Wikipedia Flipcard Quiz Google Charts Tutorial

Wikipedia Flipcard Quiz Google Charts Tutorial

Wikipedia Flipcard Quiz Google Charts Tutorial

Another big player for us with our web applications, especially those of the “where” (or geographical) variety, we thank, is …


Google Chart's Geo Chart

… whereby we can “map” a place onto a world map to show context additional to existant functionality for yesterday’s Wikipedia Flipcard Quiz Primer Tutorial. And then to get even more context for our places, we make use of the fact that the list of places is actually a TimeZone list of places that means we can interface to …


PHP TimeZone functionality

… to incorporate a “when” factor into the mix for this work. This integration involves code from rjmprogramming.com.au domain interfaces to the useful public interfacings above, and so can integrate this via parent/child webpage supervisor/child iframe element arrangements. As you might surmise, you want to make all these new possibilities optional, pending an “OK” button press of a Javascript popup window confirm window to replace yesterday’s alert window.

See how the changed flip_card.html‘s live run link now works these “where” and “when” functionality extensions.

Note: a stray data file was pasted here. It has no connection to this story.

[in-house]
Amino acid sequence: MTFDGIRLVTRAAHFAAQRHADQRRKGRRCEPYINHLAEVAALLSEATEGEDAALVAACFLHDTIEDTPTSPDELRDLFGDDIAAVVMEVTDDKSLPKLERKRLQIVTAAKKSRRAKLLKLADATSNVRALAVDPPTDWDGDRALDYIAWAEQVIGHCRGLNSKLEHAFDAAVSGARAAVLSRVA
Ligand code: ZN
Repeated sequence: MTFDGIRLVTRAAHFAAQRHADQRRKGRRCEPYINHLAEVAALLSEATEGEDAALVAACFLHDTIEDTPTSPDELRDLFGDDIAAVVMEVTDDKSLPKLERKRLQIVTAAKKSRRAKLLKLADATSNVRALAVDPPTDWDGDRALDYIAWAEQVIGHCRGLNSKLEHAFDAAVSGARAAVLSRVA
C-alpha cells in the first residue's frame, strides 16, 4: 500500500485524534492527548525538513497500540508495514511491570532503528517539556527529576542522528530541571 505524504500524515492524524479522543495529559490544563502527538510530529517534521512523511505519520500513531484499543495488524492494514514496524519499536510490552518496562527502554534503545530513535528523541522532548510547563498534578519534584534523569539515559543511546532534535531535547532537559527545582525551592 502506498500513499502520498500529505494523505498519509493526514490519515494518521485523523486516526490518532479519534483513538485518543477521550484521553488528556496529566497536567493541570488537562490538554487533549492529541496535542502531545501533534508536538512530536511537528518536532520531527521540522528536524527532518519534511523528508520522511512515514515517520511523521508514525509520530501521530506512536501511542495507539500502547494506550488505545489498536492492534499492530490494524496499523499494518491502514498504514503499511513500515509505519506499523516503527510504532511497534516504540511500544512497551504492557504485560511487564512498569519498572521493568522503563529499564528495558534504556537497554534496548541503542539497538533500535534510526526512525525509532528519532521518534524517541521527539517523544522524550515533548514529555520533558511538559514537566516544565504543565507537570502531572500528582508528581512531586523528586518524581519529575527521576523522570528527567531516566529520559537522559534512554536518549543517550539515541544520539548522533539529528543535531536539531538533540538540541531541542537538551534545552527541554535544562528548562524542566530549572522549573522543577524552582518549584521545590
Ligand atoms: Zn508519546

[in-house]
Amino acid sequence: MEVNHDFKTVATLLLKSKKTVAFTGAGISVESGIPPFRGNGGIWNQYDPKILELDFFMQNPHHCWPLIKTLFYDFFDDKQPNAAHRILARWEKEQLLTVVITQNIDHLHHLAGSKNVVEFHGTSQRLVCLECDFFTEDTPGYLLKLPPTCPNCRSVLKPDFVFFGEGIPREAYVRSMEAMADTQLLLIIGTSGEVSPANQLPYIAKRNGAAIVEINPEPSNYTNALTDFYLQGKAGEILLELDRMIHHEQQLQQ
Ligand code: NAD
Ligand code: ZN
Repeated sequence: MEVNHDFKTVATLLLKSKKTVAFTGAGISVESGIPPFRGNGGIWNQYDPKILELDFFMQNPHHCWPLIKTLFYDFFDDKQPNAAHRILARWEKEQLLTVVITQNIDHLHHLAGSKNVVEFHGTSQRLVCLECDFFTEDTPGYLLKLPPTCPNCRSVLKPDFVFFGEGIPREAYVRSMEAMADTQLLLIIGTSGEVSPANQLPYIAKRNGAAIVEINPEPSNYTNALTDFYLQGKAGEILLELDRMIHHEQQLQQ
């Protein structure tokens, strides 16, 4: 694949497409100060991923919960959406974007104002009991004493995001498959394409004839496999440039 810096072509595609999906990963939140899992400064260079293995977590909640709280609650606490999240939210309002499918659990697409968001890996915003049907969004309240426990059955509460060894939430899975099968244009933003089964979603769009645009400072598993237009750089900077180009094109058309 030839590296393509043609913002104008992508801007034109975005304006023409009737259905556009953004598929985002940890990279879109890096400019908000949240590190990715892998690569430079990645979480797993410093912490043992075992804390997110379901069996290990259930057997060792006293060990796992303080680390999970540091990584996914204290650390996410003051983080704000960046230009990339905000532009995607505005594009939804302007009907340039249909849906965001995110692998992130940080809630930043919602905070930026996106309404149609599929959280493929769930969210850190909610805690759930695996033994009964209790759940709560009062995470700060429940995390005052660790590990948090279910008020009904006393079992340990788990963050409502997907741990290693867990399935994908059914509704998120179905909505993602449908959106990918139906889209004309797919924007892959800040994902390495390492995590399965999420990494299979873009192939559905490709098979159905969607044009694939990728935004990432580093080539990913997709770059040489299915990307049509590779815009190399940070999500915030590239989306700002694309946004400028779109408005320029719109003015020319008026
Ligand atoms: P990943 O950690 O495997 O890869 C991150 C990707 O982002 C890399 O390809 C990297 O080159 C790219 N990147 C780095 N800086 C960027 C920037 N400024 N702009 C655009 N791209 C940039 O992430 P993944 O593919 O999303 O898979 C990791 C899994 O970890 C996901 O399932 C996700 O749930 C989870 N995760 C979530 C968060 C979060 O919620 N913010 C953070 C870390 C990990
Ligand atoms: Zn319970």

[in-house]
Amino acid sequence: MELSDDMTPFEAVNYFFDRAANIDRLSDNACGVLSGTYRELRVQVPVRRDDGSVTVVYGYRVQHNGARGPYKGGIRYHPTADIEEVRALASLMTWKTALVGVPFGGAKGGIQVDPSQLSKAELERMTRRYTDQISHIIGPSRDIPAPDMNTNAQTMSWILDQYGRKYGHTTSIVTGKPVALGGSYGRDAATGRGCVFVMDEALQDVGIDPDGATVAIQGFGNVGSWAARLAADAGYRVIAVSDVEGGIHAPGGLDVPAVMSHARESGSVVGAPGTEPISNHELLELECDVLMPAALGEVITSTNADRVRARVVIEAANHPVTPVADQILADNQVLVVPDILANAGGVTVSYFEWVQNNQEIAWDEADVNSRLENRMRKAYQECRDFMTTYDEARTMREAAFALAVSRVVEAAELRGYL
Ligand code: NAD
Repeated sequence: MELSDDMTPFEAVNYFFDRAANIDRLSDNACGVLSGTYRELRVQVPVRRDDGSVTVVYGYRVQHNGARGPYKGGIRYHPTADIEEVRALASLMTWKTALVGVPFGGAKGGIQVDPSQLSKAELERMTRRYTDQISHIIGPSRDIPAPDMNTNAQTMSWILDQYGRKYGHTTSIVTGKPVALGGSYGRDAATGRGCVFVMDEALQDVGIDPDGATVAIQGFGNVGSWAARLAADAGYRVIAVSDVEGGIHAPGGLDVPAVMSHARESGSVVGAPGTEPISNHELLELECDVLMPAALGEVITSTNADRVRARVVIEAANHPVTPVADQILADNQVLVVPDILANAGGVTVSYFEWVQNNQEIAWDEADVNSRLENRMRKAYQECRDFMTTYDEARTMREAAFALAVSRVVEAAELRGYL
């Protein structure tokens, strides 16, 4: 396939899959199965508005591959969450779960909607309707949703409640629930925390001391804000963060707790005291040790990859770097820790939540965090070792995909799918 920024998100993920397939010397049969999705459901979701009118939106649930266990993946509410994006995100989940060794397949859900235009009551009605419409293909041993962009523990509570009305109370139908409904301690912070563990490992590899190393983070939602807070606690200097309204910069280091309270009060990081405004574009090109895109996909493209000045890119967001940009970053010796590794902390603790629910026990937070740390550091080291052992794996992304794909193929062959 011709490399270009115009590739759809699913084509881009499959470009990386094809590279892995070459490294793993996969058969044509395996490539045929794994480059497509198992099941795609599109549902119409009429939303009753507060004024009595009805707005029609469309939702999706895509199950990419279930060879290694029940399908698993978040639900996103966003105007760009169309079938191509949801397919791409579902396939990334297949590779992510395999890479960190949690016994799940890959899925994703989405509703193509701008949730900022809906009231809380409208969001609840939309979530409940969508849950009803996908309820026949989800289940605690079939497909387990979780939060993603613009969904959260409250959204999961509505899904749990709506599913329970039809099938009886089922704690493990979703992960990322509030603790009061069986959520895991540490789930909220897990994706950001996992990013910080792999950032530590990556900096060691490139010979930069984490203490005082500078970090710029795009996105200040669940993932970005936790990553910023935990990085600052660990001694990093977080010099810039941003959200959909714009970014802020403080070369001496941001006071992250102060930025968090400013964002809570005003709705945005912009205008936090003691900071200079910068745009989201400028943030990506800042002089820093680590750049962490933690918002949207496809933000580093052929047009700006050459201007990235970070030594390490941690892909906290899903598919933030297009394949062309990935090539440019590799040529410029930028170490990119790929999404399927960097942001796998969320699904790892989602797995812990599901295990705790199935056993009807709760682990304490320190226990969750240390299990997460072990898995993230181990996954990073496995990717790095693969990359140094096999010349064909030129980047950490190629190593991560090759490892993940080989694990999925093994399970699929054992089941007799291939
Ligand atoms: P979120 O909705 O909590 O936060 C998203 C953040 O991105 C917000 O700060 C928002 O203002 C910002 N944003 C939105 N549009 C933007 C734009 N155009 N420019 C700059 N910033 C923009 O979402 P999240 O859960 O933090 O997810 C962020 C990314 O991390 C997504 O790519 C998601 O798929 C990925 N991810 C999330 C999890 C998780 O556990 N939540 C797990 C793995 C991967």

Previous relevant Wikipedia Flipcard Quiz Primer Tutorial is shown below.

Wikipedia Flipcard Quiz Primer Tutorial

Wikipedia Flipcard Quiz Primer Tutorial

Two big “W” contributors for us in our research of the WWW Internet world are …

  • W3schools … for HTML and Javascript and CSS and even PHP and SVG research, today, specifically, Flipcards (that contain place images on “heads” and hints for the user on “tails”) … and …
  • Wikipedia … an online encyclopaedia for lots of research about anything, today our interest honed in on placename information

Today, these two giants help us out with a quiz akin to that of the previous Overlay Iframe Remembering Textarea Client Quiz Wikipedia Tutorial in its Wikipedia “smarts”, but implementing W3schools flipcard “smarts”, to construct a quiz where the questions are visual clues, only, and the user can score points for correct answers via either a …

  • select (dropdown) element containing an alphabetically sorted list of possibilities … or …
  • textbox where the user can type their guess

Sometimes the simple concepts are the best. We hope you think so too, as you try flip_card.html‘s live run link.


Previous relevant Overlay Iframe Remembering Textarea Client Quiz Wikipedia Tutorial is shown below.

Overlay Iframe Remembering Textarea Client Quiz Wikipedia Tutorial

Overlay Iframe Remembering Textarea Client Quiz Wikipedia Tutorial

With the Teletext Country Capital Quiz section of the functionality of the web application of Overlay Iframe Remembering Textarea Client Wikipedia Tutorial we wanted a different style of Wikipedia integration.